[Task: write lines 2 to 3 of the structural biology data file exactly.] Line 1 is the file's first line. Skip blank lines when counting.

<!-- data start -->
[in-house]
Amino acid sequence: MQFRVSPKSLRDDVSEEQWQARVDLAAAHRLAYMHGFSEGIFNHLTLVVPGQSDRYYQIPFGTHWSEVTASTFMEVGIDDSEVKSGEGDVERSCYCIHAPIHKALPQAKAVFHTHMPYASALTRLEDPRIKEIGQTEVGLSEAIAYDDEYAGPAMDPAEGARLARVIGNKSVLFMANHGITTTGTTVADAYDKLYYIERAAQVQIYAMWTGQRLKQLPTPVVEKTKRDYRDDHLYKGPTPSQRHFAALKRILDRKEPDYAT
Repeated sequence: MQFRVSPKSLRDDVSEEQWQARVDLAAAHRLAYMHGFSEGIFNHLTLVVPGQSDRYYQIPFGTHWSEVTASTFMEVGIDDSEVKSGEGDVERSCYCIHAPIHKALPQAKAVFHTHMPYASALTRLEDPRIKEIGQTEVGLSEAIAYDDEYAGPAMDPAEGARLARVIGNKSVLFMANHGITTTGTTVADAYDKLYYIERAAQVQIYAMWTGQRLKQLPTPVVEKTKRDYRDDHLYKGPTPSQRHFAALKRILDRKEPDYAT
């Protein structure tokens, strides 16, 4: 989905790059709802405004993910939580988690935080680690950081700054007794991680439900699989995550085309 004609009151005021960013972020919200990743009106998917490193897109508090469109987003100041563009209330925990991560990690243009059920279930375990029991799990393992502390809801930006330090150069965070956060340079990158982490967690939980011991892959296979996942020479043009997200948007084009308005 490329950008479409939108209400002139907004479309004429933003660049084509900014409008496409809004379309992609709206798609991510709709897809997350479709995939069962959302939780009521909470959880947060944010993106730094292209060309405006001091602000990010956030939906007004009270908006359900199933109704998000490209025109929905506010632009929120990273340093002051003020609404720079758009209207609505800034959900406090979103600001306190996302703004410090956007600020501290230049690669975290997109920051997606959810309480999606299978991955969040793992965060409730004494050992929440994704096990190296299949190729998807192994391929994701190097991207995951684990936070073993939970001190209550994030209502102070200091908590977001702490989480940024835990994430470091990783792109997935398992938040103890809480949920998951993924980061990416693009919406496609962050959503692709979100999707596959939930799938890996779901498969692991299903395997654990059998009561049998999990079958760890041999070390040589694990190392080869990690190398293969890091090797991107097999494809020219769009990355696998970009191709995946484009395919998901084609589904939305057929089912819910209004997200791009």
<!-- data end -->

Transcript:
Amino acid sequence: MQFRVSPKSLRDDVSEEQWQARVDLAAAHRLAYMHGFSEGIFNHLTLVVPGQSDRYYQIPFGTHWSEVTASTFMEVGIDDSEVKSGEGDVERSCYCIHAPIHKALPQAKAVFHTHMPYASALTRLEDPRIKEIGQTEVGLSEAIAYDDEYAGPAMDPAEGARLARVIGNKSVLFMANHGITTTGTTVADAYDKLYYIERAAQVQIYAMWTGQRLKQLPTPVVEKTKRDYRDDHLYKGPTPSQRHFAALKRILDRKEPDYAT
Repeated sequence: MQFRVSPKSLRDDVSEEQWQARVDLAAAHRLAYMHGFSEGIFNHLTLVVPGQSDRYYQIPFGTHWSEVTASTFMEVGIDDSEVKSGEGDVERSCYCIHAPIHKALPQAKAVFHTHMPYASALTRLEDPRIKEIGQTEVGLSEAIAYDDEYAGPAMDPAEGARLARVIGNKSVLFMANHGITTTGTTVADAYDKLYYIERAAQVQIYAMWTGQRLKQLPTPVVEKTKRDYRDDHLYKGPTPSQRHFAALKRILDRKEPDYAT